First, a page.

The “Eco” in “Eco-tent” is a devil’s bargain. There is little environmentally responsible about travelling thousands of miles to spend a week thinking long thoughts in the sun. And yet on their hillside in St. John, the Eco-tents do an impressive job of limiting their impact on the immediate environment. With the exception of the propane for the two-burner stove, the tents are fully self-sufficient.

Rainwater runs off the broad canvas roof into a cistern beneath each tent, ready to be pumped back up for use. Filtered drinking water and ice are available next to the office. Power for the water pump, the lights, a small refrigerator, and a few unnecessary fans is collected from a solar panel attached to the tent’s side, and stored in batteries underneath. In the bathroom, the toilet flushes into an odorless composting unit beneath each tent. Water for the solar shower is heated by the sun in a black-painted drum propped beneath the roof. Little laminated signs scattered around the tent explain the environmental features:

St. John is not, logically, the place to go to minimize your ecological footprint. Everything, and nearly everyone, comes from somewhere else. The freight dock is the only thing in Cruz Bay busy all day. Over the course of the week we spread peanut butter from Oklahoma City and sunscreen from Mississauga. And yet the Eco-tents are intensely local.

There was never a moment you could turn the place off–close tight the shades, pump up the air conditioner–and pretend to be anywhere. Instead, when the wind gusted at night and the thin canvas walls of the Eco-tent rippled and the window-shades banged, it was an assertive reminder of what was right outside the door. The view was omnipresent and, since we were showering in the rainwater and reading by the stored light of the sun, so was the place.

By the second day, I was tent-proud. The floorboards are made from recycled paper, and they felt good beneath my feet. Not normally particularly tidy, I found myself shuffling around our tent straightening things up, sweeping the sand out the door and arranging tubes of sunscreen. When I came across Ted, the handyman, radioing in a maintenance request as if it were a missile strike (“E-6, west door, warped and chipped, copy?”) I was reassured that these delicate structures were being well taken care of. It was the opposite of the anonymity of a big hotel.

Concordia’s staff of six do their work while sipping ice water from insulated jugs clipped to their belts. They speak of the owner, Stanley Selengut, who is widely respected as a founder of eco-tourism, in reverent tones, as the protector of this place. In summer, guests can join the staff, working four hours a day in exchange for free lodging. The first three of the dozen Eco-tents were built with the help of guest labor.

Each morning during our stay, we would have breakfast on the porch before heading out to one or another of the beaches. All were beautiful white sand and clear turquoise water, so we became connoisseurs of other things: Cinnamon Bay had bathrooms, Trunk Bay had better snorkeling, and Salomon had nobody on it, or at least nobody with clothes. We picked up island gossip and hitchhikers.

“The only thing on St. John the hurricanes don’t knock down is the rumor mill,” one told us. He had “moved down” from the San Juan Islands in Washington State the year before, hoping a woman would follow. She didn’t. Now he was doing landscape work, living in the sun. His story set the pattern: a “psychologist-artist-healer” sailed to St. John with her husband, from Minnesota. A group of college students, from Maine, Michigan, Massachusetts, were working at a campground, bodysurfing in the afternoons. A young Quebecois guy was the chef at a local West Indian restaurant. Contorting himself to hang out the back window of the jeep, he told us he had spoken to a friend that morning and that it was warm in Toronto. All of them were deeply tanned, slow in speech, and told us how they had “crossed over to the other side.”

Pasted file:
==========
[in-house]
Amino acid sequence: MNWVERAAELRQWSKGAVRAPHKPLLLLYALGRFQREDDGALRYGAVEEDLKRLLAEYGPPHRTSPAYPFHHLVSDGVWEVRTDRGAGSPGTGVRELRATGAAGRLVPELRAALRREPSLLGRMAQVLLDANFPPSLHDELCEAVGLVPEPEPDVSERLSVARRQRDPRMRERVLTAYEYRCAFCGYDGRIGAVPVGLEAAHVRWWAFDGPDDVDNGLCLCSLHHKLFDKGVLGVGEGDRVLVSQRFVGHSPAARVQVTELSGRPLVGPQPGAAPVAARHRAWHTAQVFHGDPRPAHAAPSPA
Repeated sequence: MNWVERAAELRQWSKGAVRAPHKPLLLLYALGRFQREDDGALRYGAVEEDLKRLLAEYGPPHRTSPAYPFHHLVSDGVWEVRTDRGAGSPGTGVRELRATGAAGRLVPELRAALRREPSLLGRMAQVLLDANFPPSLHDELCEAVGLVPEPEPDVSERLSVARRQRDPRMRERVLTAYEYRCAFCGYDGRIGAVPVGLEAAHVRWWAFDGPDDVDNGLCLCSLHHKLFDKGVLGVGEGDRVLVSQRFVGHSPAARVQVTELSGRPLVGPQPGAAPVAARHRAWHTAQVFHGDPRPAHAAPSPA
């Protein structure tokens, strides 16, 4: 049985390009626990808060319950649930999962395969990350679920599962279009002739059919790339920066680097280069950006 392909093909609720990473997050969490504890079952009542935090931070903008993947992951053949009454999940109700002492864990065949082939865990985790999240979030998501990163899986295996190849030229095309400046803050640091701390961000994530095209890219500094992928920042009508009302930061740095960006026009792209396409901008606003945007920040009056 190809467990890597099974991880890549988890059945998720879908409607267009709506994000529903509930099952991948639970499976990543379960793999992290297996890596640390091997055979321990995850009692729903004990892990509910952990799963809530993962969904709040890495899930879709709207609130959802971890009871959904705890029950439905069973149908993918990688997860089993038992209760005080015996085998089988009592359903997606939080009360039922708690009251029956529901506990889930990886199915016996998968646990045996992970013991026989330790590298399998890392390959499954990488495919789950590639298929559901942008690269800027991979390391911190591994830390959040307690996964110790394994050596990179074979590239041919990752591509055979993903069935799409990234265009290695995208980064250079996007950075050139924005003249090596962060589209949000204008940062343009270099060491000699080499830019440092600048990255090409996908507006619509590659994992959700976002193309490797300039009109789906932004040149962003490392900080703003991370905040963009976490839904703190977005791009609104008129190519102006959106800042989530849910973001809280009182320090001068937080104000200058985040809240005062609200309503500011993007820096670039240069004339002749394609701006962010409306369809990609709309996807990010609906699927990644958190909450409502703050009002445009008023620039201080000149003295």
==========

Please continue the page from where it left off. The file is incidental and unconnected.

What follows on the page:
St. John may not be exotic (it is far too American, and there are too many tourists) but it inspires the impulse to stay–maybe to sell $6 frozen-yogurt smoothies, and charge an extra buck for rum. It is not hard to settle into life here. Elsewhere (we would later learn) there were disputes over Olympic medals, a kidnapped reporter was killed. On St. John, a beachfront bar called Island Blues keeps one TV tuned to the weather, which this time of year is less interesting than it is in most places: sunny with cloudy periods, high 28 C, everyday from today until hurricane season.

Our only rush was to get back to the Eco-tent in time to watch the dusk gather. With a full horizon visible from the deck, the night drew together in discernible folds. Some evenings, single rain clouds passed by, like parade floats tossing confetti. It seemed overwhelmingly obvious that they had extracted this water from the sea, leaving its salt, and were now politely dropping it on this dry island. The roof pattered in approving applause. The water ran along the rain gutters and down beneath the tent into the cistern, ready to be pumped back up again.

The last morning, we hiked out to Ram Head, the 1.6 kilometer-long spit of parkland the Eco-tents overlook. The trail passes a beach with natural blue cobblestones, unusual among the island’s white sand, then climbs past perilous cliffs to a crest 61 meters above the sea. Sailing east, the next landfall is Africa. Out here, the sun and trade winds are strong enough that instead of sweating, the skin pickles, tingling as the pores suck for moisture. Looking back towards the island, the Eco-tents stood alone on the hillside. At home in Toronto the next night, the streets seemed straight, wide, and gray, and the walls felt thick.